"In the second, the PRI cheated López Obrador in the 1994 Tabasco governor's race. But his futile protest shut down the state's oil wells and led to violent clashes with police, in which the candidate was clubbed on the head and photographed with a bloody shirt."

The Miami Herald, citing an interview with PRD spokesman Gerardo Fernandez, provides a timetable and PRD rationale for a challenge: "The final call rests with the Federal Electoral Institute. A recount begins Wednesday and could drag on for several days. Any challenges have to be turned in by Sunday, officials said. In the event that irregularities are found, the entire election results could be appealed to an election tribunal that doesn't have to rule before Sept. 2."

Putting It All in Context

Houston Chronicle Mexico City bureau chief Dudley Althaus writes there is a possibility -- albeit very small -- that the electoral commission would annul Sunday's results and call for a new vote.

But much more interesting in his dispatch is the historical perspective the veteran correspondent details: "At 52, López Obrador has at least one, and likely more chances at Mexico's presidency. His political movement did well in Sunday's election -- even if he eventually loses -- and could pick up further support in the coming years if the PRI erodes as many analysts expect it to."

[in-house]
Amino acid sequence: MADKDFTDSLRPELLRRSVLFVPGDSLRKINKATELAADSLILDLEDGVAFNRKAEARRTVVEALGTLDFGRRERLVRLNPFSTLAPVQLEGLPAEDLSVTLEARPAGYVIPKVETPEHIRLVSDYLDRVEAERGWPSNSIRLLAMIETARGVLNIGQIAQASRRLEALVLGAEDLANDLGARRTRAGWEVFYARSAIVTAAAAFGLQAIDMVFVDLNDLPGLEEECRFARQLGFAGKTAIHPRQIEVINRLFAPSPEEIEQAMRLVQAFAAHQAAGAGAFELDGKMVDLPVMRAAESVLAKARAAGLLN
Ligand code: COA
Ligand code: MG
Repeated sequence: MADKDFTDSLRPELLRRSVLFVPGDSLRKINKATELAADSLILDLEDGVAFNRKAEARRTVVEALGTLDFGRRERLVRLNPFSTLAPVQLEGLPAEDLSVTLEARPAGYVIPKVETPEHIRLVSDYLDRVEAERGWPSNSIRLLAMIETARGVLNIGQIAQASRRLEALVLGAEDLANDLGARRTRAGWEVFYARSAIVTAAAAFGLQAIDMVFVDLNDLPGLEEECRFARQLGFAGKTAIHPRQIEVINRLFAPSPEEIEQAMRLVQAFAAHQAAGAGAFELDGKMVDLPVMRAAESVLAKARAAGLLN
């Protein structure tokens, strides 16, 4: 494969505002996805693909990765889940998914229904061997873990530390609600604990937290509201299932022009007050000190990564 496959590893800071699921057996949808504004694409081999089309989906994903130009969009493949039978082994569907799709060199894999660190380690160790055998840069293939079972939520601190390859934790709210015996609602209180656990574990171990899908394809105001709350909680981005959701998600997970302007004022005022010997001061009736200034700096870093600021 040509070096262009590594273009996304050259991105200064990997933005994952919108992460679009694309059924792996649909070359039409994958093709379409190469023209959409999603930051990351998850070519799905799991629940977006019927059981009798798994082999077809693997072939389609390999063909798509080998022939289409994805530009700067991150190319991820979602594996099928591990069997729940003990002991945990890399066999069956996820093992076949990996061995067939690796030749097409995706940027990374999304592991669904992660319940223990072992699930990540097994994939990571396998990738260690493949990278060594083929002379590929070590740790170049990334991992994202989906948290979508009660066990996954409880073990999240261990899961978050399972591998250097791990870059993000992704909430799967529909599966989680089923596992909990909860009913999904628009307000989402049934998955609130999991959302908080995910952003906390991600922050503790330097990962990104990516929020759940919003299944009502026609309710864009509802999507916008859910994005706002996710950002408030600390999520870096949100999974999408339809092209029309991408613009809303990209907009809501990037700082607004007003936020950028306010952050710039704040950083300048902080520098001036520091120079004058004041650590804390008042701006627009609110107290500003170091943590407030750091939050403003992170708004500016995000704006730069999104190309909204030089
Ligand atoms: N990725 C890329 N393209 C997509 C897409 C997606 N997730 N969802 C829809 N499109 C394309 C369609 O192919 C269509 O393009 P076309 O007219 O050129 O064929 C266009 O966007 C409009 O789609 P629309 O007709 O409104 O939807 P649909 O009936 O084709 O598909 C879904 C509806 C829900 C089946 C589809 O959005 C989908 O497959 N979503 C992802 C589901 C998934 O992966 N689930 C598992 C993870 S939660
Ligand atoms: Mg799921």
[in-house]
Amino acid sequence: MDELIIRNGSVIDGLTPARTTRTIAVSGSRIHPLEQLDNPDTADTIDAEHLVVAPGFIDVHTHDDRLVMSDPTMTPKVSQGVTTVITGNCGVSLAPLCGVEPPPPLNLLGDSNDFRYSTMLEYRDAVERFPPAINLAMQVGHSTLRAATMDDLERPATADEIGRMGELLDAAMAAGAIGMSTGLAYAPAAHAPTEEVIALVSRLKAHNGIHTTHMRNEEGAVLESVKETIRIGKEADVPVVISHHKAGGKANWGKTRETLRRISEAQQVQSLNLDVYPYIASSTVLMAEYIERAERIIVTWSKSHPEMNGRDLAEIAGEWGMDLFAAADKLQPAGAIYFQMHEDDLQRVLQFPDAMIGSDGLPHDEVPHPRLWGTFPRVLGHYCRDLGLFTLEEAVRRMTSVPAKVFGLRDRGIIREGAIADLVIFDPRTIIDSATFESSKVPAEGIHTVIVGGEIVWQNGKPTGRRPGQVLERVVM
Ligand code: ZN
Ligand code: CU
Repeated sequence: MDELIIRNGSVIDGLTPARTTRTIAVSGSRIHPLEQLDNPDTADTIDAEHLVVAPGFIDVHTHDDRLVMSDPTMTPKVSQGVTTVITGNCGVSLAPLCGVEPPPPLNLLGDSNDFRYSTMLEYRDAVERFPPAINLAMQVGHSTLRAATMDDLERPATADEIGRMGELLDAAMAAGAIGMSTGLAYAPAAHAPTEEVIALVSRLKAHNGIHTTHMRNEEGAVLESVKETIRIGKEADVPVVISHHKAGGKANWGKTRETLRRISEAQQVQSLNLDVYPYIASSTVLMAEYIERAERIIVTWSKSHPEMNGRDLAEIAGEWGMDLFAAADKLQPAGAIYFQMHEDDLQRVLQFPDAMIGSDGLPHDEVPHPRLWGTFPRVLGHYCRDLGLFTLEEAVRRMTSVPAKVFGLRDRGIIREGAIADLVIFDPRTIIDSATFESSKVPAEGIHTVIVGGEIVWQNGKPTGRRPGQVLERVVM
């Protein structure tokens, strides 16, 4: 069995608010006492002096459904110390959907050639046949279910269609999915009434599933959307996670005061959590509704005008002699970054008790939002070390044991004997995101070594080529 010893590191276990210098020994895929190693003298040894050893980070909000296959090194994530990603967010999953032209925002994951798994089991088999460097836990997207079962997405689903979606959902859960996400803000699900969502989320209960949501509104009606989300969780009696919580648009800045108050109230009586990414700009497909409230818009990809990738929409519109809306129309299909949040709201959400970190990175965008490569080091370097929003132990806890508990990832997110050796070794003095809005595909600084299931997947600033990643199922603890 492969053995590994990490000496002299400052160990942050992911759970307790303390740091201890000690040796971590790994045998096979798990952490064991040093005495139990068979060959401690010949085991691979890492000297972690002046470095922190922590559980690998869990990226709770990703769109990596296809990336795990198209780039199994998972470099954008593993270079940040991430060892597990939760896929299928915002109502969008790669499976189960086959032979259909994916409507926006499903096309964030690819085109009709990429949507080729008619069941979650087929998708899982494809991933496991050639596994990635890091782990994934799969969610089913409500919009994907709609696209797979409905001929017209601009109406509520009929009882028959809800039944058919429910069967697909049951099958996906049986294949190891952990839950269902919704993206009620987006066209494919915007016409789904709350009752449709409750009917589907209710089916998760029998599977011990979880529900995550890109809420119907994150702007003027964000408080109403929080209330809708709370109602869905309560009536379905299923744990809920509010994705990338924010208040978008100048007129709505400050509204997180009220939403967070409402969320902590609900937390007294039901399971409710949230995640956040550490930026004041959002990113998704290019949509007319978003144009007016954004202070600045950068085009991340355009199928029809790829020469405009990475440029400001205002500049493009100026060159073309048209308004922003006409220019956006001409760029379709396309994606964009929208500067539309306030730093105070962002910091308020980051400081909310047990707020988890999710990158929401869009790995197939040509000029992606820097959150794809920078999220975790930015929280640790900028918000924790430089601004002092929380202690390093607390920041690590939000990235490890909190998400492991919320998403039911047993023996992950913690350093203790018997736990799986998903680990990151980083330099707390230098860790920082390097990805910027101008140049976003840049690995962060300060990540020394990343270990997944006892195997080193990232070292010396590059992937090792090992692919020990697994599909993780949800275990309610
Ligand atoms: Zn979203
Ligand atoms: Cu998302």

All this makes the editorial writers at the Financial Times very worried: "A contested result would be the worst possible conclusion to what has been a rancorous and divisive period of campaigning. It provides nascent democratic institutions with a tough test. In any democracy this would be undesirable. But in a country as socially unequal and politically polarised as Mexico it could be destabilising."

Campaign Conexión isn't that worried -- yet. For now, it's back to the barbecue grill. Happy Fourth of July!

-- Ceci Connolly

By washingtonpost.com Editors |  July 4, 2006; 1:12 PM ET  | Category:  Campaign Conexión
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Wow. Three million votes were tossed out!? If AMLO's supporters are worried they vote may have been rigged, I don't blame them.

I also heard that there were two different uncertified counts. The first comes from the vote tallies of each voting precinct (apparently each polling station is required by law to post their final results on the door at the when the polls close), which when added up show AMLO winning by more than half a million votes. The second, regional results, which is what the U.S. press has been focusing on, which show Calderon up by 400,000 votes.